Calvin Kleins Interviews Marc Jacobs For Harper's Bazaar Magazine

CK: How do you put a collection together? Where does it start? What is your inspiration?
MJ: I usually start out by saying I have no idea what we’re doing, because I don’t. It starts out the same way every time. I just sit there with my team, and I say, “Does anyone have any ideas, anyone have any thoughts?” I’m terrible with a blank piece of paper, so I can’t get started looking at nothing. But if someone shows me six pieces of fabric, I’ll say, “I don’t like this, I don’t like this, but that’s interesting.” And that interesting thing might not last. But it’s a catalyst, and it gets the ball rolling.
I’m very arbitrary. I like to take on the thing I don’t like at the moment. I like to find something that looks wrong or feels off, something that I would never have done in the past, like brocade. And then all of a sudden, if we can make brocade work, then we’ve really done something, because I hate it. And that’s just a reference. I don’t actually hate brocade.
CK: How do you separate them in your mind when you are doing your collections — Marc Jacobs, Marc by Marc Jacobs, and Louis Vuitton?MJ: I hope to not be too spiritual about this, but I end up being where I am. When I’m in Paris, I’m a foreigner. I’m a little bit detached. Like the Vuitton job, which is an amazing job, and I love doing it, but it’s kind of an alter ego. It’s so much more of an overt personality, it’s so about being recognized with the logos, and it’s so glossy and so extroverted — and it’s not who I am, but it’s a role I like to play. I’m an American in Paris being a French designer, having the people come with the embroidery samples and the button samples. It’s very French fashion design. I think of it like I’m in a movie. Like it’s not real.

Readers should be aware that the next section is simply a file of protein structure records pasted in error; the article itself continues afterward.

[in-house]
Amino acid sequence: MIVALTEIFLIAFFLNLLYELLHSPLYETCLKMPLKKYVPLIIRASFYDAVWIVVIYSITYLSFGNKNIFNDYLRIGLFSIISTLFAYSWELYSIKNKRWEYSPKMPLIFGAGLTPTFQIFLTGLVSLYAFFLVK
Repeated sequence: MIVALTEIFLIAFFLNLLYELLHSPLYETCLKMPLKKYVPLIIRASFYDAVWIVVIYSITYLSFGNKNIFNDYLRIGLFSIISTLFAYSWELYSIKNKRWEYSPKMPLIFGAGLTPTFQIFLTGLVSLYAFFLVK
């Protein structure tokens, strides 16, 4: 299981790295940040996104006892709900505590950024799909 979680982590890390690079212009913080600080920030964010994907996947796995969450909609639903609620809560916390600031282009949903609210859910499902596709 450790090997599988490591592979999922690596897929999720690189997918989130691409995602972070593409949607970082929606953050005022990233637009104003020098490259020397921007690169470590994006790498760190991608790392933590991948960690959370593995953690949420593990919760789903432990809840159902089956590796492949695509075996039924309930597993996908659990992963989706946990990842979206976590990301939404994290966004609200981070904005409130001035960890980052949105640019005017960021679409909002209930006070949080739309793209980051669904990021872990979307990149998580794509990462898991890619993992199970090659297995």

Here in New York, I’m much more connected — where I’m in a gallery, and then I go to work or a museum or whatever. And my friends are here, so bits of conversation get taken to work, but I do end up doing what I have to do when I’m in the place where I am.
CK: I read somewhere that you were working out two and a half hours a day, six days a week. And on this diet that was very strict.MJ: I had 21 percent body fat four years ago. I was in and out of the hospital because I had flare-ups of ulcerative colitis. I’d be in the office for 16 hours a day, six of which were in the bathroom because I was so ill. I ate nothing but junk food. Basically, the doctor said, “We’re going to have to remove your colon.” And I said, “I’m not doing that!”
So I went to a nutritionist named Lindsey Duncan, and he said, “If you are 100 percent compliant with what I tell you to do, you will be in better shape than you’ve ever been in, and you will not have to have your colon removed.” I said, “Okay, sign me up.” He said no caffeine, no sugar, no white flour, no dairy from a cow, take açaí every morning, goji, noni, mangosteen, et cetera, omega-3, wheatgrass shots with ginger. The list is endless.
He said, “You gotta laugh every day, you gotta rest every day, and you have to perspire every day, which means you have to go to the gym.” I hadn’t stepped foot in a gym. Well, I hadn’t walked a block in 20 years. So I started, and like everything — I say this, and I hope it’s not misinterpreted, but I like what makes me feel better. That probably doesn’t come as a shock.
When I started to feel better, and when my stomach wasn’t hurting, and when I wasn’t on the toilet all day, and when I could look at myself in the mirror, and when I went from 21 percent body fat to 5 percent body fat and I had muscle, I was like, This is great!
When guys started looking at me and asking me out on dates, I felt way better about myself. So it was hard to keep my clothes on, actually. And whenever I was asked to take my clothes off, I was like, “Sure! I haven’t worked out for three years to keep this all under wraps.” Everything changed. I cut my hair, I got contact lenses, I started to groom and get manicures and pedicures. I started to get my hair cut every two weeks.
Before, I never took care of my appearance. I was like, “Who cares? I’m in the studio 16 hours a day, and nobody sees me.” Everything, it all sort of changed. My home life changed. I wanted to have people over for dinner. I cared about interiors because I wanted to have guests over all the time.


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